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456 .shall. be used for design purposes. This statement in Standard 90-75 effectively deleted the Oregon mended. column in Standard 62-73 and caused serious concern regarding the possibility of insufficient ventilation in new buildings. For example, when smoking was allowed in a room ventilated at the minimal rate of 5 cfm ~ 2 .4 L/s ~ per person, the carbon monoxide concentrations approached the limits specified by the EPA primary ambient-air quality standards, and particle concentrations exceeded the proposed limits by a factor of 30-60. i2 .. There is still controversy about what are acceptable concentrations of pollutants and ventilation rates. In January 1981. ASERAE adopted Standard 62-1981' in an effort to resolve some of the problems with Standard 90-75 and to reflect newer design requirements, equipment, systems, and instruments. A comparison of the newly revised Standard 62-1981, Standard 62-73, and the obsolete Standard A53.1 is shown in Table IX-1. Several major revisions have been made in an effort to resolve the apparent conflict between operating ventilation control systems for energy savings and operating them for protection of the health and comfort of the occupants. The quality of outdoor air to be used for dilution and control of indoor air pollution has been defined, not only in terms of the EPA pr imary standards, but also in terms of other recognized guidelines and professional judgment. values for minimal and recommended ventilation rates have been replaced with required values for smoking and nonsmoking areas. Nonsmoking areas have proposed values similar to the existing minimal values, and those for smoking areas are similar to or greater than the values currently recommended . A method has been specified that will determine the amount of recirculation air required to compensate for allowable reductions in outdoor air. The amount is determined as a function of air-cleaner e f f iciency . The operation of mechanical ventilation system during periods of occupancy is specified as a function of the source of indoor pollutants . An alternative method specifies both objective and subjective criteria for indoor air~quality, but the method of achieving control is left to -fine discretion of the operator. With the advent of performance criteria for indoor pollutant control, conflicts between various codes and standards could became more intensive. IMPLEMENTATION OF CODES AND STANDARDS Ventilation codes and standards have been published by several agencies and organizations. As ~ result, the designer or operator of a system has the responsibility of reviewing the relevant documents and then deciding which of them apply. In many canes, the values in these codes and standards will not be consistent. Thus, it can prceent a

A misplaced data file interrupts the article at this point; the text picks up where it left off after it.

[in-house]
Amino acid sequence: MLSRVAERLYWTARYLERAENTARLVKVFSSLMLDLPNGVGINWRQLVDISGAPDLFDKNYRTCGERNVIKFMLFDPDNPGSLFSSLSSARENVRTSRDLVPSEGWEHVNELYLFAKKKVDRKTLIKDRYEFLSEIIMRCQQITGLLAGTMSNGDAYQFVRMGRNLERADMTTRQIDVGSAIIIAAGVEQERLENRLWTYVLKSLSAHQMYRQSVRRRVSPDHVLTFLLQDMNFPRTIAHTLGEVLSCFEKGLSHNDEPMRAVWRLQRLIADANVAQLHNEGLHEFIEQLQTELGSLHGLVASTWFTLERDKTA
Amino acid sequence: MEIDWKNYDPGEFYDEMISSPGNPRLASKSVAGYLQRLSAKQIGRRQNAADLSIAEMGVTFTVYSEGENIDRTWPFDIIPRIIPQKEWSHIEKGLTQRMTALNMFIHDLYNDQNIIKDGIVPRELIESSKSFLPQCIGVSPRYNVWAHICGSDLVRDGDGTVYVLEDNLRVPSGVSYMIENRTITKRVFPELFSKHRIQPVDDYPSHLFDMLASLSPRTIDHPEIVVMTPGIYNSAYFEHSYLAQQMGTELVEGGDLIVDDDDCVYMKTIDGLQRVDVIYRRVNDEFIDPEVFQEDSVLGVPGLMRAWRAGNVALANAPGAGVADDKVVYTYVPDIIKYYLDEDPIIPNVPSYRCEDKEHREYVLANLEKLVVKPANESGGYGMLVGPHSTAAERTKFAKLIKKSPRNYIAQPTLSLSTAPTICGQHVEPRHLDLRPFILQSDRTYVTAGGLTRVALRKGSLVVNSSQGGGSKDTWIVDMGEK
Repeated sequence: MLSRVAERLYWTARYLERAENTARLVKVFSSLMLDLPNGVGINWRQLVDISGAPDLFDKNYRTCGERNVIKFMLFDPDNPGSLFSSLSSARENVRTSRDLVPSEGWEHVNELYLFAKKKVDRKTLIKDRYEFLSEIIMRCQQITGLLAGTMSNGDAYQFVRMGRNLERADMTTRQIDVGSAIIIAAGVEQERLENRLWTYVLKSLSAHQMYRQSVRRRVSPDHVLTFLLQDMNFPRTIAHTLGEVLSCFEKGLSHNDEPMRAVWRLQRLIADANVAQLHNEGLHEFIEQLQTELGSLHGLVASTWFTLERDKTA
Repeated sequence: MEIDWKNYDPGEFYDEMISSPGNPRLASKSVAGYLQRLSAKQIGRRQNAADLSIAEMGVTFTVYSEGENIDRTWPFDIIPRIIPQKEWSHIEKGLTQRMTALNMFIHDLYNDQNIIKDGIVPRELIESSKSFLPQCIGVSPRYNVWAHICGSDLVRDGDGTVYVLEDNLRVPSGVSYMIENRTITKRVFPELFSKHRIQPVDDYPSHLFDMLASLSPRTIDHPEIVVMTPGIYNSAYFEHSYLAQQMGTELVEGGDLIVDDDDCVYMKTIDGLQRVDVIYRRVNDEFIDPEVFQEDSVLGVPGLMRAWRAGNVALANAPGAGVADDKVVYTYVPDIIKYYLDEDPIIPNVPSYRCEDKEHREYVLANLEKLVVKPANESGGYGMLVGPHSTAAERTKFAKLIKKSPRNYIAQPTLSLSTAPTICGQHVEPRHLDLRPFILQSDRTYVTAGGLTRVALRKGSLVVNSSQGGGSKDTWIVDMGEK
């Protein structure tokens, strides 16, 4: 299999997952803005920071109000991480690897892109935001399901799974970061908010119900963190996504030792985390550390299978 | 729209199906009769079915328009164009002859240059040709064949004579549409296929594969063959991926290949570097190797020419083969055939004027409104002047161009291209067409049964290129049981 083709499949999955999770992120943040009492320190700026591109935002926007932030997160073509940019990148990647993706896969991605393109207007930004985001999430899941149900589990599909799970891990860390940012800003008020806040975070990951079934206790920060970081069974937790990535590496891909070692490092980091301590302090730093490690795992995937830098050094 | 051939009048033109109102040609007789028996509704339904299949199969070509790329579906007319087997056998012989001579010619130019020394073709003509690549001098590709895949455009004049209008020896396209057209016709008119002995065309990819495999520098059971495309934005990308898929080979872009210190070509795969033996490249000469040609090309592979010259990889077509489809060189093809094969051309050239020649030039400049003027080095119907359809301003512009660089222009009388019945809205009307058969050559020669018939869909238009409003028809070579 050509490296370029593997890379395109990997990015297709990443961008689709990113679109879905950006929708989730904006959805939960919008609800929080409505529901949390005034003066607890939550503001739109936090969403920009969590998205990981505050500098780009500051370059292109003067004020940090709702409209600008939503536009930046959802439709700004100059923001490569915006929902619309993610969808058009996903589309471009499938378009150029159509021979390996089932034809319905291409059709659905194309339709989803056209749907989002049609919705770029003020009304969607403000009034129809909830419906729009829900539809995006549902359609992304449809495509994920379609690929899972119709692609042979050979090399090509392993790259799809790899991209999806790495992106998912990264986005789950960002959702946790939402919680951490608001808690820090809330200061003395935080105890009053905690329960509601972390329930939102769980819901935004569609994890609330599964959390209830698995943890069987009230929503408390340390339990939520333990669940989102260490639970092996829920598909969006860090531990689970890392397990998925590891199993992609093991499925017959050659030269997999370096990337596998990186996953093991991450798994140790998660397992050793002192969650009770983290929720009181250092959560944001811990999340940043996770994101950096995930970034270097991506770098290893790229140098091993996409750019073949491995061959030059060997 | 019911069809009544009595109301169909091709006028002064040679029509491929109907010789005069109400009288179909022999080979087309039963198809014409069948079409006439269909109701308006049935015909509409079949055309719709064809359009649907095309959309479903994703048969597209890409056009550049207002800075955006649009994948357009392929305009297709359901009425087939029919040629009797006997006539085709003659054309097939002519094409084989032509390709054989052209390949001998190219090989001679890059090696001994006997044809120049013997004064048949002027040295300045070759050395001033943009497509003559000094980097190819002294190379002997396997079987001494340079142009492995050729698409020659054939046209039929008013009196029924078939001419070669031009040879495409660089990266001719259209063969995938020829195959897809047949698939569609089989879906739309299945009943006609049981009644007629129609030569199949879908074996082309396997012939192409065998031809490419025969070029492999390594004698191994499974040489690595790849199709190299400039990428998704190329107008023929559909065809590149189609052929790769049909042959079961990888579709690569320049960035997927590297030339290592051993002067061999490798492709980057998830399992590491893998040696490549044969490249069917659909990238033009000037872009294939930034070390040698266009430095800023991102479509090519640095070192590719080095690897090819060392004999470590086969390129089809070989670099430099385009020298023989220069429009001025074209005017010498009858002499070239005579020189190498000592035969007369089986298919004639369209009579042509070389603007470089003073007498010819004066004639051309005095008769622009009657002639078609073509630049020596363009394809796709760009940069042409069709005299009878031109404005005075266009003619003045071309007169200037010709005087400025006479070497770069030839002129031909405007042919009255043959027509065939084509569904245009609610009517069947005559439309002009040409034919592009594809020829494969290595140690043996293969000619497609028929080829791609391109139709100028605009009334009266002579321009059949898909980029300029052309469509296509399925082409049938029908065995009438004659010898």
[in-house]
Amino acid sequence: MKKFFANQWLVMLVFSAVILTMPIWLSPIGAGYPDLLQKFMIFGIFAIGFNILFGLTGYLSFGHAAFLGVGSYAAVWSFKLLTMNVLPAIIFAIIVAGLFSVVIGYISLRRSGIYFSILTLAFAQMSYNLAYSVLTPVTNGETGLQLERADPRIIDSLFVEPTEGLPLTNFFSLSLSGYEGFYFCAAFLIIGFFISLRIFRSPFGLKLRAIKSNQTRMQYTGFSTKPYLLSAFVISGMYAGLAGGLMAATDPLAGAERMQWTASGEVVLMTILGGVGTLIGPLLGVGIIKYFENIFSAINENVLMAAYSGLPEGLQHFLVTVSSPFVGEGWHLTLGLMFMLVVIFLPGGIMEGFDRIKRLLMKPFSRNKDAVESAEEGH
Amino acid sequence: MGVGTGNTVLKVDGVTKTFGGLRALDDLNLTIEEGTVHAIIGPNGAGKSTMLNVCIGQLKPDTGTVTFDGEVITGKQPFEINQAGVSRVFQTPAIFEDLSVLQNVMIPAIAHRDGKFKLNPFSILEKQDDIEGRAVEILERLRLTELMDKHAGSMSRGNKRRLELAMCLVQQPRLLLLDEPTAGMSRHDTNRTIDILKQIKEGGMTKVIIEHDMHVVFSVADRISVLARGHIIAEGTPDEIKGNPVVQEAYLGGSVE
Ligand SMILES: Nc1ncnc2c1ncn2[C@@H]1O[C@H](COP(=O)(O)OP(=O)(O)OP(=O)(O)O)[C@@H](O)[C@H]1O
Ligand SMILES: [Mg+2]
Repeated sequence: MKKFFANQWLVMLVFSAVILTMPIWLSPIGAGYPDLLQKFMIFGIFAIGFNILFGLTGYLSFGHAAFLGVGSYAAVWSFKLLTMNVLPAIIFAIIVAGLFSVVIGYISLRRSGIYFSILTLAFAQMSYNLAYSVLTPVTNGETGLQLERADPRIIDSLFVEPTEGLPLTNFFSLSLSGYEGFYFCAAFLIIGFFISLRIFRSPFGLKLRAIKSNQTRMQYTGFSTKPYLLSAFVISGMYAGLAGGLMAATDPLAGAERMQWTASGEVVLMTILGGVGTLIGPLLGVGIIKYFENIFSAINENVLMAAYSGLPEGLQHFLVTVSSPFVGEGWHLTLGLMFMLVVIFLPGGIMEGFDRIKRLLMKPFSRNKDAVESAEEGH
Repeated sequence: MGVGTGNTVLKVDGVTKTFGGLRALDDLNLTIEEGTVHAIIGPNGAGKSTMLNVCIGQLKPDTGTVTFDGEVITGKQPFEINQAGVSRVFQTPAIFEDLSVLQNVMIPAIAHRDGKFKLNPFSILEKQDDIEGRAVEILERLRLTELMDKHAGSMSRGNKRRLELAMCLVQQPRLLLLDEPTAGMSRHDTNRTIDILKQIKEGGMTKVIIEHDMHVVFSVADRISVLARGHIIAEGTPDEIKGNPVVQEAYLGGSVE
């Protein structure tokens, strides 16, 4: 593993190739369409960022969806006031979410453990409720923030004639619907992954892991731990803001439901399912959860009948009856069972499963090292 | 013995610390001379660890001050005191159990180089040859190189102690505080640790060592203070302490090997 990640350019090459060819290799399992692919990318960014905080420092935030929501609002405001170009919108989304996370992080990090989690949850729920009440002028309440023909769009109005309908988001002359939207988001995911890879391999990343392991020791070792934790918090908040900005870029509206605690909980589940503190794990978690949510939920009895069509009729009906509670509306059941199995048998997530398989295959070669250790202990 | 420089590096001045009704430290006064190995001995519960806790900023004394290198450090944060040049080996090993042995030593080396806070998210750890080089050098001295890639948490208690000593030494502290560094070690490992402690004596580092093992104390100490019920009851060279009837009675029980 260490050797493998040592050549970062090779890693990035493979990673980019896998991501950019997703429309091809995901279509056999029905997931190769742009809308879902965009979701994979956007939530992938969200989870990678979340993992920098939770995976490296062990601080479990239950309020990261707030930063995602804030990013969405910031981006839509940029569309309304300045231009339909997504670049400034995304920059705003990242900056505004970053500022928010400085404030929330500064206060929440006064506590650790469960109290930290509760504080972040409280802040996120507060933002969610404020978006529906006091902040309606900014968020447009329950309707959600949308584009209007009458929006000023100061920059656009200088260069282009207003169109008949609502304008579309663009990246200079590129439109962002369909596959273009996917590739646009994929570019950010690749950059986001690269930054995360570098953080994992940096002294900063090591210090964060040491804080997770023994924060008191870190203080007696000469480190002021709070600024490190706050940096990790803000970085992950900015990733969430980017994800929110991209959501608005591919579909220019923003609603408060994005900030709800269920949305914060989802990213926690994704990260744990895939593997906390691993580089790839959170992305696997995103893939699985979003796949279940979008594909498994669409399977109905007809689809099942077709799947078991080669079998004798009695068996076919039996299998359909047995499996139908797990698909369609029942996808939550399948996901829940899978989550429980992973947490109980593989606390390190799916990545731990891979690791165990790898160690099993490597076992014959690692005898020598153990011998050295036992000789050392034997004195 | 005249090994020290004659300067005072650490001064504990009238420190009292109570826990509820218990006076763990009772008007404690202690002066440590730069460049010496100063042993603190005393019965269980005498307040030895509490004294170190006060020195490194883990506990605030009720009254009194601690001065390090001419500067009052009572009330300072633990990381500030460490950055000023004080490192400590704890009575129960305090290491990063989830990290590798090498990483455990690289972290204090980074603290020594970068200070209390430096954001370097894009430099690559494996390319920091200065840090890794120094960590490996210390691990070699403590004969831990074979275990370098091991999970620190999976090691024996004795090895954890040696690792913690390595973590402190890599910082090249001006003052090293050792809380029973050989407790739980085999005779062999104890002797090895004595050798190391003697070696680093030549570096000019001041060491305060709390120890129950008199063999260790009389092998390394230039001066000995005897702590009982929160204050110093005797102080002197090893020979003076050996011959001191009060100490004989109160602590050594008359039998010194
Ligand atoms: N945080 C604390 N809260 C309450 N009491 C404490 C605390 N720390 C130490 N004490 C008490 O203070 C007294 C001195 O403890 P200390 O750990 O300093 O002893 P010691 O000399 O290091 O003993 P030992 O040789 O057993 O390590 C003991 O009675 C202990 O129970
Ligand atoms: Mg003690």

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457 -m ~ ~ ~- ~ ~ 2 . you t . V U) . ~ - .~ L ~ , C ~ 2 c e in| V V ~ ~ ~ o c, 0 At s ~ ~ V. ^ ~ ^ o: C ~ | E ~ ~ v e ~ ~ ~ ~ V ~ ~ ~ ~ ^ ~ C) ~ ~ ~ ~ ~ ~ o 3 c ~ ~ ~ ~4 $~ at 1 V ~ 6 ~ 1 ~ ~ S :> V ~ ~ ~ ~ ~ ~ ~ Z O ~ 0 V Cal I I., ~ O o ~ V 0 O| 'A -` -a ~ at ~ c ~ l'. Oral ~ I ~ V A, ~ S in 0 ~ ~ p4